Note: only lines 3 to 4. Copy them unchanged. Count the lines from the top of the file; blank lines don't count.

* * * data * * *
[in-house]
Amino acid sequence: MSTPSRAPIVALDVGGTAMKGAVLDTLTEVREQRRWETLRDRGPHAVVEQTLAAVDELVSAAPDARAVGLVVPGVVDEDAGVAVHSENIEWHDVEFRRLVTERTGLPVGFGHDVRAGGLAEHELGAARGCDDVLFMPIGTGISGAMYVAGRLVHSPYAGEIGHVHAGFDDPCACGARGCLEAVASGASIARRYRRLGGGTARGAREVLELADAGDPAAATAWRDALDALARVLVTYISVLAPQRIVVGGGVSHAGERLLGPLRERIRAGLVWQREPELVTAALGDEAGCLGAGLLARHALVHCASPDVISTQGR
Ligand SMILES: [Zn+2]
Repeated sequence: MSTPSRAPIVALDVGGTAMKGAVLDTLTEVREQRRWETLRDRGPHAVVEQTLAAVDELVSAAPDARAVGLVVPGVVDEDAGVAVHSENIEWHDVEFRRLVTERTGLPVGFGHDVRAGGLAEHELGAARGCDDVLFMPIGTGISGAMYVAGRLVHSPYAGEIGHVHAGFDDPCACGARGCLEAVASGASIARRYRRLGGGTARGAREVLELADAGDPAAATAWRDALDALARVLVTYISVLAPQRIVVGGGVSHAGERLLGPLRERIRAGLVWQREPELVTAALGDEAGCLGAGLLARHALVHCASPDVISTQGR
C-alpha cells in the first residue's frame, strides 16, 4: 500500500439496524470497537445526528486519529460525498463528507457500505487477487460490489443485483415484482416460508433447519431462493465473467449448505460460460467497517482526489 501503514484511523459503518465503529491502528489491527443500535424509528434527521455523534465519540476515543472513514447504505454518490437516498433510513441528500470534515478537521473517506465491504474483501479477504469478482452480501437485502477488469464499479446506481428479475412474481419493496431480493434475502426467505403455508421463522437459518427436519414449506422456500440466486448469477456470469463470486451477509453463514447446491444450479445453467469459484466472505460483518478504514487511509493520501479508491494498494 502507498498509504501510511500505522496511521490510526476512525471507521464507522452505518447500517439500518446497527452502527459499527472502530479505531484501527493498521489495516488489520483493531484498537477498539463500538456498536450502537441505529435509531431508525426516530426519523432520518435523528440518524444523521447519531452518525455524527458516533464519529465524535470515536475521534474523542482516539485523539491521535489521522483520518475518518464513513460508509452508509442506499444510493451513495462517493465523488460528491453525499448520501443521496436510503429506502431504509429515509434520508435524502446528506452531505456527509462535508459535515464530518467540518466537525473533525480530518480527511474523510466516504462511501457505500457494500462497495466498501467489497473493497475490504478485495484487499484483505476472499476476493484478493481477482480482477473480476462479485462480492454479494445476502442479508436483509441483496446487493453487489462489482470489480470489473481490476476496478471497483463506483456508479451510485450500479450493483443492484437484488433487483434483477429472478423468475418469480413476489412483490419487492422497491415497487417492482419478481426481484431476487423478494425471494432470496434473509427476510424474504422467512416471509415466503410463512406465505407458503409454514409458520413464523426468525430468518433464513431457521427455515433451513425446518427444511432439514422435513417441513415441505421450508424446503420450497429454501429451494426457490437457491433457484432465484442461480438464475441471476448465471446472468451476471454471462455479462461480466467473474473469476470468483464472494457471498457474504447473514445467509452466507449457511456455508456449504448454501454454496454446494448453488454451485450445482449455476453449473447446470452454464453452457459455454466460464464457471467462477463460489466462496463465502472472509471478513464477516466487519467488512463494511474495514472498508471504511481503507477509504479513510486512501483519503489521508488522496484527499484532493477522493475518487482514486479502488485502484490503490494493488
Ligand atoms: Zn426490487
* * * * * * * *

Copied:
Ligand SMILES: [Zn+2]
Repeated sequence: MSTPSRAPIVALDVGGTAMKGAVLDTLTEVREQRRWETLRDRGPHAVVEQTLAAVDELVSAAPDARAVGLVVPGVVDEDAGVAVHSENIEWHDVEFRRLVTERTGLPVGFGHDVRAGGLAEHELGAARGCDDVLFMPIGTGISGAMYVAGRLVHSPYAGEIGHVHAGFDDPCACGARGCLEAVASGASIARRYRRLGGGTARGAREVLELADAGDPAAATAWRDALDALARVLVTYISVLAPQRIVVGGGVSHAGERLLGPLRERIRAGLVWQREPELVTAALGDEAGCLGAGLLARHALVHCASPDVISTQGR